Together, David and Michael worked at general maintenance projects, repairs, roofing and similar tasks. “Michael was my right-hand man,” David says, “as capable if not more so than me. From blenders to cars, he can fix so many things.” Their biggest project was at YWAM Mendocino in California. “The Woodbutcher cabin, their premier cabin from the ’70s,” David says, “was built on a hill. It was made with dowels and pegs; no nails. The foundation was rotting and needed repair, andthere were gaping holes in the deck. The staff had been at a loss as to how to save it. Michael and I spent 2 months jacking it up, tearing out old foundation and building a new one.”
When the Cooks first launched their mission-building lifestyle, Crystal says, “I felt like I was going to be tagging along; that I didn’t have a lot to offer and I would just be seeing what David would do. Friends prayed with us and helped me realize I had something to offer.” She and daughter Amy started working in the campus kitchens serving healthy, good-tasting food. Now, she says, “I get so much appreciation for cooking! People are constantly thanking and complimenting me! And Amy learned and grew so much; I am confident she could take on any YWAM kitchen.” But it’s more than just putting food on the table. Crystal says, “I like being a mom to the staff and teaching them. I’ve worked with several gals, teaching and mentoring them in kitchen and life skills and speaking into their lives spiritually. We adopt the young folks and feel like they are our kids. Some call me Mom, which blesses me because some of them don’t have good families. We love being family for them, pouring into them like parents.”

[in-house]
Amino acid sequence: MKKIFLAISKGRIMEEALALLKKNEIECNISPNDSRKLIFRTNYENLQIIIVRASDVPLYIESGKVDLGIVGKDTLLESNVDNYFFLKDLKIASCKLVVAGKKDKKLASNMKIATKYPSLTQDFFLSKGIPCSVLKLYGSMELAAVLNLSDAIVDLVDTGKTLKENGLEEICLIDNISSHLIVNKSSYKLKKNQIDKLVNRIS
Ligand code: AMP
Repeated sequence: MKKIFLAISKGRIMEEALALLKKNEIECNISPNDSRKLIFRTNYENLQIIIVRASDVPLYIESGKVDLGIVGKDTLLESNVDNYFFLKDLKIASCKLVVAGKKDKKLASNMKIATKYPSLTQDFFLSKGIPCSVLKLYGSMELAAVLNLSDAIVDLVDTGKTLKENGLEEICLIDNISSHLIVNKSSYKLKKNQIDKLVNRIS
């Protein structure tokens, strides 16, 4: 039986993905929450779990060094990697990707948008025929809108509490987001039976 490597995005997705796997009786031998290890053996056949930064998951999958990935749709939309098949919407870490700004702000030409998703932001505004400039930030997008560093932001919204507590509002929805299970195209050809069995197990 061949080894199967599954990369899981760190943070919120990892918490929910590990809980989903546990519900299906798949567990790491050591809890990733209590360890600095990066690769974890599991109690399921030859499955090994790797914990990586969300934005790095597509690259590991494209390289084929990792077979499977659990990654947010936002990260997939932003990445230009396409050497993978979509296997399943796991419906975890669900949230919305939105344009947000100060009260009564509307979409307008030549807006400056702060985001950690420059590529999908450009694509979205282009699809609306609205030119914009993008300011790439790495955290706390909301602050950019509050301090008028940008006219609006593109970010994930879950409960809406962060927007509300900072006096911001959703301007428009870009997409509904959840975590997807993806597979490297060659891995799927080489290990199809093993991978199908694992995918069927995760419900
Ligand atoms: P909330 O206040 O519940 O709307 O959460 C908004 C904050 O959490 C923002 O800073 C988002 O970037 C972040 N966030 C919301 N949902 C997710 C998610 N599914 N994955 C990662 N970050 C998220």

Although Michael (to be married in June) has now launched into his own YWAM adventure, David, Crystal and Amy continue traveling, enjoying the countryside, history and parks as they mission build campus to campus. What they like most, however, is meeting new people and making friends. “Our world used to be so small and now it is so broad,” they say, “and we haven’t gone international yet! No, we don’t have a home anymore, but we have many, many locations across the United States where we feel at home. We have people who are like family in all those locations.”
The Cooks agree: “There is so much need out there, and God has given His people the skills to meet those needs. Being the ones God uses is more fulfilling than anything we did living the normal North American lifestyle. Not everyone is called to do what we’re doing for a lifetime, but there are probably a lot of people who are called to do it short term. We wish we’d done this sooner, but we figure we have a good thirty years left, so we’ll make good use of it.”
Are you ready to share your time and skills in missions for a season? Looking for ministries you can serve from your RV? Visit our website at www.missionbuilders.org and see all the YWAM ministries around the world who need your help. Apply online today or contact us!